The highlight of the show, however, was the performance of new track “Barking Dog”. Recounting the band’s reaction to the recent suicide of Barthel’s older sister (Carter was a close friend as well), the regretful dirge was accompanied by childhood videos played on twin screens located at opposing sides of the stage. Two girls next to me broke into tears during the performance; another man towards the back, uncomfortable with the group show of emotion, shouted “this is getting weird”, clearly audible over the tune’s quiet synth hum and softly sung lyrics. While I agree it was not the evening’s most comfortable moment, it’s a beautiful song and clearly an intimate moment for the band to share, as evidenced by the fact that the mesh screen was raised back up to cover them during the performance.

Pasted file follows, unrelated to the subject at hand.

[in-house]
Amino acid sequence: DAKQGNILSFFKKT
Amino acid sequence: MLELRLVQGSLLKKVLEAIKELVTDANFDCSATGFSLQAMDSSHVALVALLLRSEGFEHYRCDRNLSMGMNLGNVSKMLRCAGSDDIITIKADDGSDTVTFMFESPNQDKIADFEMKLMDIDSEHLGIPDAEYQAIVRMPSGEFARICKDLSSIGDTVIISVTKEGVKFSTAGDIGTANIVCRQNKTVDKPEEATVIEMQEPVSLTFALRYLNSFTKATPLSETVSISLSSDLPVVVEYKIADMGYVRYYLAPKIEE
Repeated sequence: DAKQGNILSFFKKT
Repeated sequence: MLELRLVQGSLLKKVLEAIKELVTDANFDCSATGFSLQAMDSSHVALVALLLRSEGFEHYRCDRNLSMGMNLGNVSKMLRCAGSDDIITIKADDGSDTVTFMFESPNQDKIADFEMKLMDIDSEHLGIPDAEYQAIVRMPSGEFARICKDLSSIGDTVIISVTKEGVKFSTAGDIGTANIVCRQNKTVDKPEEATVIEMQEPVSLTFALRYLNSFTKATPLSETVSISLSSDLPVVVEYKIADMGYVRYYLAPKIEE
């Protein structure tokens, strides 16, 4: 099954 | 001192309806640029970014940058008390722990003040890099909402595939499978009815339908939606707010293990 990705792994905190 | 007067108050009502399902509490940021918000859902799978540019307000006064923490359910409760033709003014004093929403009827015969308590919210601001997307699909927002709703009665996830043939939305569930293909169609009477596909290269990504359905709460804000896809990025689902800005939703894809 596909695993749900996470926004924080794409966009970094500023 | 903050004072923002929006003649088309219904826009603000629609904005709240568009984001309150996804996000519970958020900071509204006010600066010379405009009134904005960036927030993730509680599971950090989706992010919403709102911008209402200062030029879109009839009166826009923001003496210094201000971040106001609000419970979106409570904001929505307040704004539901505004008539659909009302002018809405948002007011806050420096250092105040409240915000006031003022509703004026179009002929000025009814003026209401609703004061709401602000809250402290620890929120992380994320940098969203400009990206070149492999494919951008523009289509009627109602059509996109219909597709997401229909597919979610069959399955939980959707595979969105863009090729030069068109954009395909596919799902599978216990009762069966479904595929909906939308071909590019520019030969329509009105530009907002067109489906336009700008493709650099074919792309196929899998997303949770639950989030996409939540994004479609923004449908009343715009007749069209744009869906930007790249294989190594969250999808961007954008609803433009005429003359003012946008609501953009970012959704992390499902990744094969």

Though “Barking Dog” was an encore performance, Phantogram aren’t the kind of band to leave their audience on a “Hurt” note (ala Nine Inch Nails). The band closed things out with three more songs getting the party back on track: “Cruel World”, “Fall in Love” and “You Don’t Get Me High Anymore”. Barthel and Carter followed the show with a vinyl signing for Three at the merch stand.